Use this new sign-up form and I will let you know, via a personal email, exactly when the book will go on sale:

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But that’s not all!

I will also have a walrus science book for kids called Walrus Facts & Myths ready to launch at the same time. It’s a companion to Polar Bear Facts & Myths and I’m sure kids aged 7 and up will enjoy it just as much. Stay tuned.

CITES Secretariat recommends rejecting US proposal to ban polar bear trade

I missed this somehow when I discussed the upcoming (March 3-14) CITES vote on banning polar bear trade (here). But a recent story in the Nunatsiaq News (excerpt below) alerted me to this recommendation by the CITES Secretariat, which rather echoes my December post, “did the PBSG game the polar bear listing process” as well as my last post,  “Ten good reasons not to worry about polar bears”:

Re: Proposal 3 Ursus maritimus (Polar bear) – Transfer from Appendix II to Appendix I
(CoP16 Doc. 7, Annex 2-p. 10 back up here)

Recommendation by the Secretariat

In accordance with the criteria in Annex 1 and the guidelines in Annex 5 of Resolution Conf. 9.24 (Rev. CoP15), the global population of Ursus maritimus does not appear to be small, the area of distribution of this species extends over several million square kilometers and is not restricted and there is insufficient evidence to show that the species has undergone a marked decline in the population size in the wild (when applying the definitions, explanations and guidelines in Annex 5). Whilst the guidelines provide for population declines to be projected by extrapolation to infer likely future values, in this instance such a projection is heavily dependent on estimates of future sea ice coverage which vary widely. An Appendix I listing would not appear to be a measure proportionate to the anticipated risk to the species at this time.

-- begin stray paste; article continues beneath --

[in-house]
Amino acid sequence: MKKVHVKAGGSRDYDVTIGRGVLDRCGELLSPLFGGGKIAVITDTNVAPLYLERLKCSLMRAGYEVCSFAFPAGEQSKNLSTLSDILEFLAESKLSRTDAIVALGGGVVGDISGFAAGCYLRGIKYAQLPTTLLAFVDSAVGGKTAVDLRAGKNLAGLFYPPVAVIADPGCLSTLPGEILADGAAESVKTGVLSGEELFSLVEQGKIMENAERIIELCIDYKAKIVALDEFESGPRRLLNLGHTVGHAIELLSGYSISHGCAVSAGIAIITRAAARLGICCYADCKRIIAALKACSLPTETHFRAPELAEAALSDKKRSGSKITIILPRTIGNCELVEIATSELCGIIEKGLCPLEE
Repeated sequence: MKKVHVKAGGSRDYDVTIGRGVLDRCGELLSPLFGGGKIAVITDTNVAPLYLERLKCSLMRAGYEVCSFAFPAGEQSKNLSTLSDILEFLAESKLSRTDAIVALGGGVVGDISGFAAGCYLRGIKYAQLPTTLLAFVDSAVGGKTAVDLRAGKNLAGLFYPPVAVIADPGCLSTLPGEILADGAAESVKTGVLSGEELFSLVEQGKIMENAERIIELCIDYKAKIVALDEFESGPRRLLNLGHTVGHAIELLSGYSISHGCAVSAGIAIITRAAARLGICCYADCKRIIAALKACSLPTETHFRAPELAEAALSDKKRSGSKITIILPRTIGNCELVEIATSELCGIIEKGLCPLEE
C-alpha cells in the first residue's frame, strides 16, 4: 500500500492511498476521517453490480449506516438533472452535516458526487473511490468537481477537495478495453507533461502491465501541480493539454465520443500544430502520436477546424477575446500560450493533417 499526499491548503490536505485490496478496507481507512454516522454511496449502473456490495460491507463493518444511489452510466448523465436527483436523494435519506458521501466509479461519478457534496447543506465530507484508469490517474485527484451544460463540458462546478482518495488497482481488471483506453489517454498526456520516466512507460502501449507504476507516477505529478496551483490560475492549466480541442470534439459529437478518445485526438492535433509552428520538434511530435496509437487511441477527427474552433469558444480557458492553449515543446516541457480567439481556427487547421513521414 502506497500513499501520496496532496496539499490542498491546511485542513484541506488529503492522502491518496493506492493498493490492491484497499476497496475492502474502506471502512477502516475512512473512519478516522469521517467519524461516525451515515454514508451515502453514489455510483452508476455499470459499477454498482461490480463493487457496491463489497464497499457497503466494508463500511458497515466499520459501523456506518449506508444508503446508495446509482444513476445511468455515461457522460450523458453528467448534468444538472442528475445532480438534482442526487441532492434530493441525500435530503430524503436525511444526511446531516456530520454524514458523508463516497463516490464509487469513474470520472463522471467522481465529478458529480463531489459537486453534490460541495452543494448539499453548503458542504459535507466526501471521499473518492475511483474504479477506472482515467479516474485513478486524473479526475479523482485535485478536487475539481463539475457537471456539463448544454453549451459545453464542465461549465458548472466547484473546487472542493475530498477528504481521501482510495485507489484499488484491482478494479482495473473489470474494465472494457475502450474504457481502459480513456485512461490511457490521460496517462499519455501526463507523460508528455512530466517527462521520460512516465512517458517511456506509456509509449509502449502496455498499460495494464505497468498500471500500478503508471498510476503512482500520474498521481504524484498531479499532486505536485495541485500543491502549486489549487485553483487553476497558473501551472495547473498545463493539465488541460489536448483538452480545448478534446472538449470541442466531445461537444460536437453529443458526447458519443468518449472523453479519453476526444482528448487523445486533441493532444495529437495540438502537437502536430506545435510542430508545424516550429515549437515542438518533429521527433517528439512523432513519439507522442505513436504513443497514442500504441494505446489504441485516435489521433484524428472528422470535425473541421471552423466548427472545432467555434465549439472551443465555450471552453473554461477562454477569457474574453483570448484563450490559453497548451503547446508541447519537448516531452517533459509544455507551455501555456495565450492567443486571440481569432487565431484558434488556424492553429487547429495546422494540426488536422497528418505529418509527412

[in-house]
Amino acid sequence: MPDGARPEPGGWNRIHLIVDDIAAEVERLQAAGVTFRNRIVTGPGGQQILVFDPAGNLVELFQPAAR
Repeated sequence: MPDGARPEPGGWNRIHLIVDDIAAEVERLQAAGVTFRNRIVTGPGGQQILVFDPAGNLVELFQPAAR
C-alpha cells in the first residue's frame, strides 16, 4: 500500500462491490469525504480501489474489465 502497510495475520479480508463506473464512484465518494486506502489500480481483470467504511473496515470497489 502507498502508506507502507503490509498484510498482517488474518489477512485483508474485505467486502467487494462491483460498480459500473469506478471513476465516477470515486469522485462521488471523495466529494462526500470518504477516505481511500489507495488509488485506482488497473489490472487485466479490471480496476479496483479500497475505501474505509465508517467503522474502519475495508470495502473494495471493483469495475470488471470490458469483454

Based on the available information at the time of writing (late January 2013), the Secretariat recommends that this proposal be rejected.